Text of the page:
How Not to Do OS Deployment
As you may have seen in the news recently The Commonwealth Bank of Australia got themselves into a bit of a mess by deploying a OSD task sequence to far more clients than expected. You would be surprised how often I hear about this happening at companies when I am out on site. What if (maybe they were anyway) CommBank were using ConfigMgr 2012? How could this disaster have being prevented?
First of all, this could happen to anyone, even the most experienced administrators. It was most probably simple human error, it happens sometimes people don’t notice and sometimes people do. This time obviously a lot of people noticed.
When you see this happen the biggest problem is getting someone to own up, for obvious reasons. However in ConfigMgr 2012 administrative actions in the console are audited and can be reported on much easier than before. It doesn’t end at that though, as part of the new role-based administration you can also scope objects using the Set Security Scopes option which you can see on many objects in the console.
These two methods could help you identify who the culprit was and even prevent it from happening. Why is that? Well the security scopes mean that if you do not have access to objects which are scoped out or you do not have a role to perform actions on those objects then you simply won’t see these objects. This works great especially in this example where you potentially do not want your desktop guys touching your servers, possibly visa-versa as well.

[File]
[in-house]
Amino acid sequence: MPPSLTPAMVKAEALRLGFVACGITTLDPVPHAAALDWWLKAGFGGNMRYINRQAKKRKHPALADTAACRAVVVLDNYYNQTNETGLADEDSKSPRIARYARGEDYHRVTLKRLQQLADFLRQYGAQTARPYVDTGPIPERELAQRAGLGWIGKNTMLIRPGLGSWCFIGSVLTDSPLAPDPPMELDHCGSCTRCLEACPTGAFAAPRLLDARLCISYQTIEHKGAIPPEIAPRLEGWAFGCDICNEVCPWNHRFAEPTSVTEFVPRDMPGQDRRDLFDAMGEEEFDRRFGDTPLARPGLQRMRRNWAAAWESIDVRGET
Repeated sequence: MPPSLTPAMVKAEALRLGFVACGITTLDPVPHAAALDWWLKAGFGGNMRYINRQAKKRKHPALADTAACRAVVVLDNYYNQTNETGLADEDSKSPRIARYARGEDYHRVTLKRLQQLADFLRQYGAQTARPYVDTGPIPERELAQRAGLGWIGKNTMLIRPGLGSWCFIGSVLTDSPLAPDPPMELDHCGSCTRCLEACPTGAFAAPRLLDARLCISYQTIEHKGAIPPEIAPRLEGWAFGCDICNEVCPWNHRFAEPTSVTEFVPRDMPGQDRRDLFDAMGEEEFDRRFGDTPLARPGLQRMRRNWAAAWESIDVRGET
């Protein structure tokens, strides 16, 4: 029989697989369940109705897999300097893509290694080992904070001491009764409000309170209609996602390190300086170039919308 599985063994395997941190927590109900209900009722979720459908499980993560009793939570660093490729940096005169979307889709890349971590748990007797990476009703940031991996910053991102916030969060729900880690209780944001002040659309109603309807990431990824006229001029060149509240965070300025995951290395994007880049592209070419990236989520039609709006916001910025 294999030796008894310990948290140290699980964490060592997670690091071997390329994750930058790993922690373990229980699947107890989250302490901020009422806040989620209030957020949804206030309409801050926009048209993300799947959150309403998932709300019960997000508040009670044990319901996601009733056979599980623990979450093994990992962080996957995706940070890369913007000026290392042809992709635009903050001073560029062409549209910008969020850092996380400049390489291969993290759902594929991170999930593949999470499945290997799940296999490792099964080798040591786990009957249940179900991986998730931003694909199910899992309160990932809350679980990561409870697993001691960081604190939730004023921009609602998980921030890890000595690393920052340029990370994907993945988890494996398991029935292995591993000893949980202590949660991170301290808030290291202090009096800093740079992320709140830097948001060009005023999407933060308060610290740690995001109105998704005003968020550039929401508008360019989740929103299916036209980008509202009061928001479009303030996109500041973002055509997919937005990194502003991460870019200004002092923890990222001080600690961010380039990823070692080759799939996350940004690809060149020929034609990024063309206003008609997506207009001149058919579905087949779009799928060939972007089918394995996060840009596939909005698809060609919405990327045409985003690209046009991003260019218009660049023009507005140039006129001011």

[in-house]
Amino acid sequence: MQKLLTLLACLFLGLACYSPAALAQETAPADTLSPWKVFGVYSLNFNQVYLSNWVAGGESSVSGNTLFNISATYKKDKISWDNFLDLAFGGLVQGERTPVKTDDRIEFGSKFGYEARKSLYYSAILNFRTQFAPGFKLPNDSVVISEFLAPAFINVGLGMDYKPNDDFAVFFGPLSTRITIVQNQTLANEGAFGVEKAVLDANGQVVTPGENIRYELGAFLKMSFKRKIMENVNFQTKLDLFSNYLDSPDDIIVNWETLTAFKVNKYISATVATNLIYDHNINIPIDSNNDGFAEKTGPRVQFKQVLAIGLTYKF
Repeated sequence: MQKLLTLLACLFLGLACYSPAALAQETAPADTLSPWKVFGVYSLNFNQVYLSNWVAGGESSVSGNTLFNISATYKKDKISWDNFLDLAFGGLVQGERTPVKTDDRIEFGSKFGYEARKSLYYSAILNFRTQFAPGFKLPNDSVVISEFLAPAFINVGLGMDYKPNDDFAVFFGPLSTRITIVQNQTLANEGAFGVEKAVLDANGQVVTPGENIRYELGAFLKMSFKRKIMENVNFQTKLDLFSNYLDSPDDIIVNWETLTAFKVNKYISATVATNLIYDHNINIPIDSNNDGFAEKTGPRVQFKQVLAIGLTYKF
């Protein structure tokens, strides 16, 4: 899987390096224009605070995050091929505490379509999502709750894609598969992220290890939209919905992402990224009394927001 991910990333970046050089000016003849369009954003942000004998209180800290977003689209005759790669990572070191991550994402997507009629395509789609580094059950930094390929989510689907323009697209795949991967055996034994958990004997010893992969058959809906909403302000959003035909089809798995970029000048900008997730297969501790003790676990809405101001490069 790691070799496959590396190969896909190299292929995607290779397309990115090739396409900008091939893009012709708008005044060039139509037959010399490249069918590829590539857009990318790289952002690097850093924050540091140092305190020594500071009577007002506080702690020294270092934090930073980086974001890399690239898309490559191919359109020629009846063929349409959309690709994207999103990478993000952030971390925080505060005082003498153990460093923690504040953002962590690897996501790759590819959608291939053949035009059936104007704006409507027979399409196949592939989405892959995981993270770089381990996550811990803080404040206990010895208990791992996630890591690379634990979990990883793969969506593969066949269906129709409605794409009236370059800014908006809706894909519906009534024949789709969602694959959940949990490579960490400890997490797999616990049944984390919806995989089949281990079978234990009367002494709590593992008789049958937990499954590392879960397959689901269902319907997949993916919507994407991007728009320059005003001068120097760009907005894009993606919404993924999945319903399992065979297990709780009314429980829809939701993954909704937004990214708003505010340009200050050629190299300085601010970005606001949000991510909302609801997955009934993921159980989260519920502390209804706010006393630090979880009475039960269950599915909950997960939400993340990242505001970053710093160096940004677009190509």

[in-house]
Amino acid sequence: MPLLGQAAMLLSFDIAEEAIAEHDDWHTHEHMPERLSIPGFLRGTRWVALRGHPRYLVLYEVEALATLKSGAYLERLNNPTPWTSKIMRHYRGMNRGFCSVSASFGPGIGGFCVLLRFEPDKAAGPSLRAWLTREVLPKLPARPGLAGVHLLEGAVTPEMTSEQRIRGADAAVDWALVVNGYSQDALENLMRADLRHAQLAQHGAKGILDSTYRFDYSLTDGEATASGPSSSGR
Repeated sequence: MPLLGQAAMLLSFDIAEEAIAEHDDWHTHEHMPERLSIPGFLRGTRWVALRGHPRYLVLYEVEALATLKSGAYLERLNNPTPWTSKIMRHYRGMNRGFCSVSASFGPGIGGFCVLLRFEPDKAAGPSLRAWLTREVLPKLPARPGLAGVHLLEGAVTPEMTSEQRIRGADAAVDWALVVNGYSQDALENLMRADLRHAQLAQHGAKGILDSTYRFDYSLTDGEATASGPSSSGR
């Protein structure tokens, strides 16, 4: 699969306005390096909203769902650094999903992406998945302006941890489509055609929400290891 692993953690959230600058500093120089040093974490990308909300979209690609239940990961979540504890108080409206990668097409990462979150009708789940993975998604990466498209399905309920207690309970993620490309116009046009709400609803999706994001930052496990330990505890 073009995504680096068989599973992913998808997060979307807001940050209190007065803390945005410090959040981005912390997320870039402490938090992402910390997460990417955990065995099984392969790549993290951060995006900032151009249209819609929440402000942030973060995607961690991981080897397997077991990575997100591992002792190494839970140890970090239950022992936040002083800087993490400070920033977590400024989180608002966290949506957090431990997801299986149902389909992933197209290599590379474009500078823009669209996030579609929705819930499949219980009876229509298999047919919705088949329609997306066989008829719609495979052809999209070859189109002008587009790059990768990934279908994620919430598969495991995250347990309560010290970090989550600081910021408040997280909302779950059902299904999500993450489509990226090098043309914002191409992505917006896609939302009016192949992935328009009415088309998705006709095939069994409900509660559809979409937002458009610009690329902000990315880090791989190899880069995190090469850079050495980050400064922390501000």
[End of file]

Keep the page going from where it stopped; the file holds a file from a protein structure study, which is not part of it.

With this method in place, you cannot deploy task sequences, applications or packages to collections which you don’t have access to. Simple, but we can take it a little further as well. The fact that the task sequence just seemed to run indicates that we are looking at a mandatory PXE advertisement, this isn’t generally a good idea (for the reasons this post is about). You can specify a password on PXE advertisements so they may boot up but don’t run until you put in a password. You could also look at making the deployment optional (or non-mandatory/available).
Obviously these last two points were available in ConfigMgr 2007, fingers crossed CommBank are back up and running (says a lot for making sure your backups work) in no time at all.